Stock option compensation and equity valuation

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Date

2002

Authors

Li, Haidan

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Abstract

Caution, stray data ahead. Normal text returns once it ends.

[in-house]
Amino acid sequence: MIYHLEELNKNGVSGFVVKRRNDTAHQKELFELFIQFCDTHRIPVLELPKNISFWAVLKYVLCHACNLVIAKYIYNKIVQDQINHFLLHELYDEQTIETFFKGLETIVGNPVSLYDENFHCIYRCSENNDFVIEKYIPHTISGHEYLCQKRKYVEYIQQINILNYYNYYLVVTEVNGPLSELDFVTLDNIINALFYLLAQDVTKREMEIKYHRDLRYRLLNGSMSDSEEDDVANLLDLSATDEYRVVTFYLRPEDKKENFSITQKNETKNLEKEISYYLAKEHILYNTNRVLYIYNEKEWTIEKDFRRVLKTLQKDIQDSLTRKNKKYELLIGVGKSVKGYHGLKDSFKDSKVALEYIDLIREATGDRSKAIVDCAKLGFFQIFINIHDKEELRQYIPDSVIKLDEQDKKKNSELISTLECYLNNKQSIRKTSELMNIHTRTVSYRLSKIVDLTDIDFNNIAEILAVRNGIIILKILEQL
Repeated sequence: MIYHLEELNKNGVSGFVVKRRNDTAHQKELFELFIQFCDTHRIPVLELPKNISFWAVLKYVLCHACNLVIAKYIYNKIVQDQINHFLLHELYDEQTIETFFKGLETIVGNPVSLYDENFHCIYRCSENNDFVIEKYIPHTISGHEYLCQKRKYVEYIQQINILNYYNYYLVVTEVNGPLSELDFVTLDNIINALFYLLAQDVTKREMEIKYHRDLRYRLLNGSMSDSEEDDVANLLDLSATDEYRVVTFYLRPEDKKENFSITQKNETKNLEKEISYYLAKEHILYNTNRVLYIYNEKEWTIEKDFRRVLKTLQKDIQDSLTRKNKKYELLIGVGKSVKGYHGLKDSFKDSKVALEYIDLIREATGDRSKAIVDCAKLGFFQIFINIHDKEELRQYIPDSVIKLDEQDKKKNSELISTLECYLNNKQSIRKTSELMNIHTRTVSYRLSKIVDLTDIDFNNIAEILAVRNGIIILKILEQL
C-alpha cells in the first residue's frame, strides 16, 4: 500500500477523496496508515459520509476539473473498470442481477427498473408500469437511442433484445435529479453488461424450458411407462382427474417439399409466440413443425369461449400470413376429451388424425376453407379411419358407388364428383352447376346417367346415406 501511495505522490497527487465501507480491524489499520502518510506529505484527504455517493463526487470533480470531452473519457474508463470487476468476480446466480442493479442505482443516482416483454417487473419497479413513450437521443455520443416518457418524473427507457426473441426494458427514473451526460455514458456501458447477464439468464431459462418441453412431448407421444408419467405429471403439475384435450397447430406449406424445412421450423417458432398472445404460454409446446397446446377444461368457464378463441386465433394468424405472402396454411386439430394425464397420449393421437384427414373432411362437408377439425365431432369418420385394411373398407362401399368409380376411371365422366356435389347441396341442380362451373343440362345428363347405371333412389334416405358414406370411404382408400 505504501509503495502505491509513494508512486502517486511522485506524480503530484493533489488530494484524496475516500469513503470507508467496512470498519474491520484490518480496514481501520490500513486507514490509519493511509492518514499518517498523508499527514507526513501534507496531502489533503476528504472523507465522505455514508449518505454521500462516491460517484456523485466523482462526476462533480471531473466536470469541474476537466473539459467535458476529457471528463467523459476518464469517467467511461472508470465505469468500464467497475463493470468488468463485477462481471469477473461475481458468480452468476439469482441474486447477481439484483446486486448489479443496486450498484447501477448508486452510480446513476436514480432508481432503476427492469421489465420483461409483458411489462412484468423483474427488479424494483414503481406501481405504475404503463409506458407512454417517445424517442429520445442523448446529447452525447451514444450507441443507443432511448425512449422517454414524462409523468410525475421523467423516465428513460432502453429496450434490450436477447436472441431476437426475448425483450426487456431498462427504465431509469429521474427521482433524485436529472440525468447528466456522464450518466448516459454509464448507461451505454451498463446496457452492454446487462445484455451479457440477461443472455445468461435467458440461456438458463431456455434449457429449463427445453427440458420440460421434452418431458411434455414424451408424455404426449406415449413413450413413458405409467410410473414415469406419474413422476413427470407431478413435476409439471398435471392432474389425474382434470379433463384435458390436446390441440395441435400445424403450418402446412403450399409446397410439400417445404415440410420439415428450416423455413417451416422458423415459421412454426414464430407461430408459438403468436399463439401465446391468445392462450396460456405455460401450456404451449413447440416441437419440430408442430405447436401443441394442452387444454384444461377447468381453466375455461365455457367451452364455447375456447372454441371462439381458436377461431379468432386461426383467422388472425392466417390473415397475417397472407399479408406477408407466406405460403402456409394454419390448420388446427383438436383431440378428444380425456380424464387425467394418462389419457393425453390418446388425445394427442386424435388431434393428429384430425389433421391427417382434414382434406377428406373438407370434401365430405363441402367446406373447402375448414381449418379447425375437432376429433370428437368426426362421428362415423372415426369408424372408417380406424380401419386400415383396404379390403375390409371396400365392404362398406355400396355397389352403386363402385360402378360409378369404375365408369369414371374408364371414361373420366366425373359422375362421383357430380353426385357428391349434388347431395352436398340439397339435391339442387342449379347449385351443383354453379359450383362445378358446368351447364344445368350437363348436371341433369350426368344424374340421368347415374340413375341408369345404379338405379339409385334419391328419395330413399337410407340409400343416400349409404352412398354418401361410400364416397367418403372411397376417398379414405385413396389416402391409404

This dissertation provides a theoretical analysis and empirical investigation of the valuation implications of employee stock options. First, I modify the residual income model for stock valuation in the presence of employee stock options. I identify two distinct roles of employee stock options in valuation: current outstanding employee options and stock options expected to be issued to compensate employees in future periods. The value obtained from traditional residual income models must be adjusted for the value of outstanding options. In addition, the value of expected future employee stock options must be explicitly incorporated into the traditional residual income models when firms do not expense the fair value of options in net income. Based on the analytical results, empirical tests are conducted to provide evidence on whether the effects of employee stock options are reflected in share prices. The results support the existence of a cross-sectional negative association between share prices and both outstanding employee options and expected stock option expense. The findings are consistent with the modified residual income model in which outstanding employee options and expected stock option expense have distinct valuation effects. In addition to the association tests for the relation between share prices and information about employee options, I conduct event studies which provide evidence that SFAS No. 123 footnote disclosures communicate useful information about employee stock options to investors. Specifically, I find a negative association between unexpected stock returns and changes in stock option expense disclosed under SFAS No. 123 around firms’ 10-K filings with the SEC. Taken together, the results from both the association study and the event study suggest that investors adjust share prices for the potential dilution caused by outstanding employee stock options, and recognize to some extent the compensation expense associated with stock option compensation.

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